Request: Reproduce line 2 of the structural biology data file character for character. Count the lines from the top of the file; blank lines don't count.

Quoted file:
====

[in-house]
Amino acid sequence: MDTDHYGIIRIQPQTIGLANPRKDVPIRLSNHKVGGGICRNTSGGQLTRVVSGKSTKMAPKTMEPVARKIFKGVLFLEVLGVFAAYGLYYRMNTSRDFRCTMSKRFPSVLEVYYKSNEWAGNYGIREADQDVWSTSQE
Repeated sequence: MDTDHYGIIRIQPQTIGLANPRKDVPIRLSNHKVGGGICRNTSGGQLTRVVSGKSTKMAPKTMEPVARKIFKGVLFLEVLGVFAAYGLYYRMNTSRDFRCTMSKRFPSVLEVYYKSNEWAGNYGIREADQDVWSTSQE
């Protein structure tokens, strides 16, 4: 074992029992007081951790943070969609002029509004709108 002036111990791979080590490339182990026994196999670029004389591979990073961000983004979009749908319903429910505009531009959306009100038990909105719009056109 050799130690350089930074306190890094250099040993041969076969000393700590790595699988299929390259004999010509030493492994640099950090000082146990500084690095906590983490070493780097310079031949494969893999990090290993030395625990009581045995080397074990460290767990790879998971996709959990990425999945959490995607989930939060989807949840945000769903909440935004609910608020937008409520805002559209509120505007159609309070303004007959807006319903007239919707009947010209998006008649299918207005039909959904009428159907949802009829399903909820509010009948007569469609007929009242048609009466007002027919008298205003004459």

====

Amino acid sequence: MDTDHYGIIRIQPQTIGLANPRKDVPIRLSNHKVGGGICRNTSGGQLTRVVSGKSTKMAPKTMEPVARKIFKGVLFLEVLGVFAAYGLYYRMNTSRDFRCTMSKRFPSVLEVYYKSNEWAGNYGIREADQDVWSTSQE